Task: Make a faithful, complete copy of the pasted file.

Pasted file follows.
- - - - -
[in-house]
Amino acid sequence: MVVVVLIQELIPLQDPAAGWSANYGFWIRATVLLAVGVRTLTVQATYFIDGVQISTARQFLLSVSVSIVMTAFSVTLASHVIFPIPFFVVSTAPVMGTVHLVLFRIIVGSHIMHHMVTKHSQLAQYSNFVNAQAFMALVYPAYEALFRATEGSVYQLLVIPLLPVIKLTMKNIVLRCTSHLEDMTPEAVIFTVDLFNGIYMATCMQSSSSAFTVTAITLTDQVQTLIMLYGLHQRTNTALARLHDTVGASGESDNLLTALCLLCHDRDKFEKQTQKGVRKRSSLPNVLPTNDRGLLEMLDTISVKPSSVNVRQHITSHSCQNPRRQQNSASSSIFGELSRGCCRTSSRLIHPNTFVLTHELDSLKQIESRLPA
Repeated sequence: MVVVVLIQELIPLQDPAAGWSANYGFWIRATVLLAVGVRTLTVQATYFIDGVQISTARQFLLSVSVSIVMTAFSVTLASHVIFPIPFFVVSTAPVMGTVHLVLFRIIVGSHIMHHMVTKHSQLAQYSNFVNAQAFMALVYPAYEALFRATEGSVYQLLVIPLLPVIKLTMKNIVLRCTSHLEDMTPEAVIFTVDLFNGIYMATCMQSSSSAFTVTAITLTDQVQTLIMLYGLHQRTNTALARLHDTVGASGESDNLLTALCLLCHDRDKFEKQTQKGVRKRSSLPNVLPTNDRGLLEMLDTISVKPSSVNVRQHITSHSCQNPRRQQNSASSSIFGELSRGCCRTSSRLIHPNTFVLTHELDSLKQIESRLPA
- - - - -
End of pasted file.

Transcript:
[in-house]
Amino acid sequence: MVVVVLIQELIPLQDPAAGWSANYGFWIRATVLLAVGVRTLTVQATYFIDGVQISTARQFLLSVSVSIVMTAFSVTLASHVIFPIPFFVVSTAPVMGTVHLVLFRIIVGSHIMHHMVTKHSQLAQYSNFVNAQAFMALVYPAYEALFRATEGSVYQLLVIPLLPVIKLTMKNIVLRCTSHLEDMTPEAVIFTVDLFNGIYMATCMQSSSSAFTVTAITLTDQVQTLIMLYGLHQRTNTALARLHDTVGASGESDNLLTALCLLCHDRDKFEKQTQKGVRKRSSLPNVLPTNDRGLLEMLDTISVKPSSVNVRQHITSHSCQNPRRQQNSASSSIFGELSRGCCRTSSRLIHPNTFVLTHELDSLKQIESRLPA
Repeated sequence: MVVVVLIQELIPLQDPAAGWSANYGFWIRATVLLAVGVRTLTVQATYFIDGVQISTARQFLLSVSVSIVMTAFSVTLASHVIFPIPFFVVSTAPVMGTVHLVLFRIIVGSHIMHHMVTKHSQLAQYSNFVNAQAFMALVYPAYEALFRATEGSVYQLLVIPLLPVIKLTMKNIVLRCTSHLEDMTPEAVIFTVDLFNGIYMATCMQSSSSAFTVTAITLTDQVQTLIMLYGLHQRTNTALARLHDTVGASGESDNLLTALCLLCHDRDKFEKQTQKGVRKRSSLPNVLPTNDRGLLEMLDTISVKPSSVNVRQHITSHSCQNPRRQQNSASSSIFGELSRGCCRTSSRLIHPNTFVLTHELDSLKQIESRLPA